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Lionel Messi has been Barcelona's talisman for more than a decade, the star striker synonymous with the colours of Blaugrana.
The Argentina forward will forever be known as the club's iconic No.10, but why does he wear that number, and will the club ever retire it in his honour? Goal takes a look.
Messi began his first-team career at Barcelona and scored his first senior goal for the clubwearing the No.30, before switching to No.19 after establishing himself as a regular in the side.
He inherited the No.10 shirt fromformer team-mate Ronaldinho, who left the club at the end of the 2007-08 season.
The No.10 shirt holds a huge amount of weight in and of itself, usually reserved for the centralplaymakersof the team.
Messi has spoken about the influence Ronaldinho has had on his career, especially with guiding him on transitioning into the senior side.
“He Ronaldinho was a great help,” Messi told the Barcelona official website in 2013. “It’s never easy to go into a changing room at the age of 16, especially with my character.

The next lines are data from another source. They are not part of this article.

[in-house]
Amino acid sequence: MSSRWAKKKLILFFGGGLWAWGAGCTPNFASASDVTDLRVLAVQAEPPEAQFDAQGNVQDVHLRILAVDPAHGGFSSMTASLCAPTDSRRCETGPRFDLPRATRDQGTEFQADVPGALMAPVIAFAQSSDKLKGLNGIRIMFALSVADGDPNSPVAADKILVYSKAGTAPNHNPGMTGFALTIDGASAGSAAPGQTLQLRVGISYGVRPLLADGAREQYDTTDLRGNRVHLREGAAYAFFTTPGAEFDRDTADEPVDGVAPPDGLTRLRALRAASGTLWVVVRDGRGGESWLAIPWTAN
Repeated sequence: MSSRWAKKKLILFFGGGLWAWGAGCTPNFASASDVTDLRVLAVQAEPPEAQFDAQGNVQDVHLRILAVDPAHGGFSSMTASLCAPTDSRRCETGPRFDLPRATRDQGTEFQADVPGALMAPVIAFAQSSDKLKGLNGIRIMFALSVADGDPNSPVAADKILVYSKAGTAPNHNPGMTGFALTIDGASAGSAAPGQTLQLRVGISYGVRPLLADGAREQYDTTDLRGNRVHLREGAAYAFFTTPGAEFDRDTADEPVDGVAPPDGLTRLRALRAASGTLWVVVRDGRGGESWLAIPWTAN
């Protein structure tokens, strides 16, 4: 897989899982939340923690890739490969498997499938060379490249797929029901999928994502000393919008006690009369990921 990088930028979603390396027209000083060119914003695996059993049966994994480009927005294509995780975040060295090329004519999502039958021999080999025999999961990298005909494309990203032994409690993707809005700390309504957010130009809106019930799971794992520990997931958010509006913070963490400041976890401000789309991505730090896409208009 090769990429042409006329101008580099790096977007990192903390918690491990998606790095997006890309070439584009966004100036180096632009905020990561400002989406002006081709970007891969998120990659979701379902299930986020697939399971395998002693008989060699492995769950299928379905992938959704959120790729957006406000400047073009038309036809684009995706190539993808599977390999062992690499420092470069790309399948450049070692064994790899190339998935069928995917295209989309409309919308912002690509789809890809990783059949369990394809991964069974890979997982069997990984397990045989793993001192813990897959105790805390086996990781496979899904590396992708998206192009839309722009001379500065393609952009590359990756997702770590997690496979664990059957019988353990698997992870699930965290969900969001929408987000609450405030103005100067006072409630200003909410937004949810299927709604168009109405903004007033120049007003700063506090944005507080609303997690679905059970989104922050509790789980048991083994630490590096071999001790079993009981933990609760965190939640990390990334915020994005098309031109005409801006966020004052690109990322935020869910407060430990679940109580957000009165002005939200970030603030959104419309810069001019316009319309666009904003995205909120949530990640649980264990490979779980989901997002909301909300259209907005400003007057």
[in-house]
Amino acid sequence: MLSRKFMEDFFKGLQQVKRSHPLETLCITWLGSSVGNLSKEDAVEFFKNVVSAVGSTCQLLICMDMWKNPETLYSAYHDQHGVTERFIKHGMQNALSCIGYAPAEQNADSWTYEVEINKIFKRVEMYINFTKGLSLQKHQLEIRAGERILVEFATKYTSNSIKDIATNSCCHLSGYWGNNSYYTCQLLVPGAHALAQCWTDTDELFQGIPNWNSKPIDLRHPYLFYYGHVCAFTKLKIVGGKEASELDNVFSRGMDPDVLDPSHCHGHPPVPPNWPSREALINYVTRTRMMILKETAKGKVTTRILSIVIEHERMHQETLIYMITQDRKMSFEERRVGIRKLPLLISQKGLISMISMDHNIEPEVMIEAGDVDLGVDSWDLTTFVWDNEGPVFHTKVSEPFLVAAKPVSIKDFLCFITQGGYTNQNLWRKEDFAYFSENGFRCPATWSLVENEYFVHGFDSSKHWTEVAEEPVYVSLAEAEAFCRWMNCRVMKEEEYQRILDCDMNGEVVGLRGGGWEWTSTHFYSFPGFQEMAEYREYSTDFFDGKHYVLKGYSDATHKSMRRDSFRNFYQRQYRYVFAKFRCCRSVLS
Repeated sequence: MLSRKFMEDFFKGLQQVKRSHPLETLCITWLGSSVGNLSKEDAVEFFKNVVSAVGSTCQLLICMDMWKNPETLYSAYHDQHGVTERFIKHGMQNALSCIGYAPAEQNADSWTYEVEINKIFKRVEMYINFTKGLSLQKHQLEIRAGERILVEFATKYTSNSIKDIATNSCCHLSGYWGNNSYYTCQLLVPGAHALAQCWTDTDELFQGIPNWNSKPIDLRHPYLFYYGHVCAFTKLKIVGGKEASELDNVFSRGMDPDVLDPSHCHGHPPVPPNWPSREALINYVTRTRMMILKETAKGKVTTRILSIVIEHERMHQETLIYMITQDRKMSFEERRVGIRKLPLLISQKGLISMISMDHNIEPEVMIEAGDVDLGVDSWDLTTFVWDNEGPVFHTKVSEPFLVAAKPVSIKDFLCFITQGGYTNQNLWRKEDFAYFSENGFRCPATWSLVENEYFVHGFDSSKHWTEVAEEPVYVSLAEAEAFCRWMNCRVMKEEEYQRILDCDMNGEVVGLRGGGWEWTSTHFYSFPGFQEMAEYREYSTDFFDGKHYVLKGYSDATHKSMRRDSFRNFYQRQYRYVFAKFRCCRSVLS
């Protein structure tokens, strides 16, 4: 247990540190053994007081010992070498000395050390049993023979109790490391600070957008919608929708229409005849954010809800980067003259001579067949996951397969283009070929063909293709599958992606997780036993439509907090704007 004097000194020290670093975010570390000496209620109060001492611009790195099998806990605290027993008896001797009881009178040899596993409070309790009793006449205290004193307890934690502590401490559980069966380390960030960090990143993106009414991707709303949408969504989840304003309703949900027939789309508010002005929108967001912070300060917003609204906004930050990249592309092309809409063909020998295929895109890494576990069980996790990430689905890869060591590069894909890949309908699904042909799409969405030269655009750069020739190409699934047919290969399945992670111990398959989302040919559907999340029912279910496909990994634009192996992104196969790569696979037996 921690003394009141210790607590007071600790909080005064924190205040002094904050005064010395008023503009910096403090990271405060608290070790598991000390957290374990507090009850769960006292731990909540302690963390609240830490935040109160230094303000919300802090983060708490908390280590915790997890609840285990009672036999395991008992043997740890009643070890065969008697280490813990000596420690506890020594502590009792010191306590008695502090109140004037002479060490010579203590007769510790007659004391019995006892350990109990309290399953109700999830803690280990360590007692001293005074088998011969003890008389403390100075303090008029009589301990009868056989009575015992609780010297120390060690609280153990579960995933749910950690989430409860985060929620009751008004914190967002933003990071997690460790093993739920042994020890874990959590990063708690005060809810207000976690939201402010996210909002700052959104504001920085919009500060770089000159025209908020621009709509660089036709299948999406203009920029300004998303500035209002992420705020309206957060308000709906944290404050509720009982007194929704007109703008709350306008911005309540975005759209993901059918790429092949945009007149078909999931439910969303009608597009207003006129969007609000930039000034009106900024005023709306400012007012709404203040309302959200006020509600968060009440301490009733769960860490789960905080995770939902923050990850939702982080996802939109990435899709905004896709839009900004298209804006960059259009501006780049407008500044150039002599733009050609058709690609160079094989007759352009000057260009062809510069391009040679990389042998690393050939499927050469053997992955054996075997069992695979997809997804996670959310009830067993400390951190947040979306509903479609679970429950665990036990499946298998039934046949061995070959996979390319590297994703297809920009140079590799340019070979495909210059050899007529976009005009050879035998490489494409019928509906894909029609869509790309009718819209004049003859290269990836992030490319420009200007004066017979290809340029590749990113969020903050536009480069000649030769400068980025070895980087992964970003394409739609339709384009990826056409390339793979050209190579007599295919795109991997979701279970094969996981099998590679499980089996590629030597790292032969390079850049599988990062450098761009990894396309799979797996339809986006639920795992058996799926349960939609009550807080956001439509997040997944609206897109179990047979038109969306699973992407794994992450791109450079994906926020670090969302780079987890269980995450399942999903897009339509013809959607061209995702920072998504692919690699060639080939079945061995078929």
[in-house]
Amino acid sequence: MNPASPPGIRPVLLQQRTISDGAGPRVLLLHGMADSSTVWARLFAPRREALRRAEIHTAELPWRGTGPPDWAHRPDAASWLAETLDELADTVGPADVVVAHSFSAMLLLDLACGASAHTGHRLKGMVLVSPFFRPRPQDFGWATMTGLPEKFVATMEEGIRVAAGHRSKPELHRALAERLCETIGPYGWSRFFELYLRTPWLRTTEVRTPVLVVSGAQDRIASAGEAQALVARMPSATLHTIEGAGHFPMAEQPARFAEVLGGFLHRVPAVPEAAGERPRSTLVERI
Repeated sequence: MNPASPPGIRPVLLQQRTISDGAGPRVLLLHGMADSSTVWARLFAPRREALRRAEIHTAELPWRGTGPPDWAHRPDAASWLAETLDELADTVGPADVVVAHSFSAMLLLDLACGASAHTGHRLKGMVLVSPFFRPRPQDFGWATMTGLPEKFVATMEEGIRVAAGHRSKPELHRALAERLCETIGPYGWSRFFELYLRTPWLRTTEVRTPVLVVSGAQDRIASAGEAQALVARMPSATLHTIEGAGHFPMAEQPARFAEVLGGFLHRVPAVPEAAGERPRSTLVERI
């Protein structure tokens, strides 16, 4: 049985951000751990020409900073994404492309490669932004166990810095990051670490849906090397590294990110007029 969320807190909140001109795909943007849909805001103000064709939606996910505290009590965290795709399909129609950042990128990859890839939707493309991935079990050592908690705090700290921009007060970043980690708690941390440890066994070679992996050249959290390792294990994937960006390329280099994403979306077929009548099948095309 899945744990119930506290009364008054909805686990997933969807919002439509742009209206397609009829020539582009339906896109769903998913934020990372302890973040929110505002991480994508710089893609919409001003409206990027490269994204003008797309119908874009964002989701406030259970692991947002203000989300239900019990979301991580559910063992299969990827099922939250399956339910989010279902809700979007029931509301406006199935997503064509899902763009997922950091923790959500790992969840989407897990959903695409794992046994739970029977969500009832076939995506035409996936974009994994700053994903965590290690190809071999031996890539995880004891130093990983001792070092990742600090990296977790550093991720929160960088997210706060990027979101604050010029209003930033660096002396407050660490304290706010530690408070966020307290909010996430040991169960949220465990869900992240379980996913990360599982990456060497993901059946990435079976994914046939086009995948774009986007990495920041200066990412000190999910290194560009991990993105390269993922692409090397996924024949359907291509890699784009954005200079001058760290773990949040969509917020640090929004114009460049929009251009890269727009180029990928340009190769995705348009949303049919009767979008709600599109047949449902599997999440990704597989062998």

"Before leaving the club Ronaldinho was coming off a few months where he was thinking about things.
"He had it in his mind that he was leaving and he told me to have his number. I took it without looking at what he had done with the shirt. If I did, I would not have taken it."
Indeed, it was Ronaldinho who assisted Messi's first-ever goal in La Liga, with the two having great admiration for each other to this day.
It might be the natural course of order for Barcelona to eventually retire the No.10 shirt in honour of Messi. After all, the No.10 shirt wouldbe an enormous weight to carry for Messi's eventual successor at the club, with the Argentina striker's boots impossible to truly fill.
But should the Catalan side even wish to retire the No.10 shirt, they would not be able to.
Spanish football rules state that each team is only allowed to name 25 players in any given squad, and the team must delegate shirt numbers between 1 and 25.
Retiring the No.10 would leave the side one player short.
Despite the rules,Ronaldinho has insistedthat his former side should not allow another player to wear the number when Messi leaves the club.
"When Messi retires, which I hope will be a long time from now, they should leave the No.10there so that nobody can touch it again," he told the Sun in 2018.
There have been some exceptions madethat have allowed teams to at least temporarily retire shirt numbers.
Sevilla were not allowed to retire the No.16 shirt for former player Antonio Puerta, who had suffered a cardiac arrest on the pitch in 2007. He passed awaythree days later.
The Spanish side then decided to only allow youth players to wear the No.16 jersey. Jesus Navas, Puerta's former team-mate at academy level and close friend, was given the shirt when he returned to the club in 2017.
Barcelona were only allowed to retire Luis Enrique's No.21 shirtfor just two years (2004–06) due to the regulations. The No.21 shirt was awarded toLilian Thuramin 2006.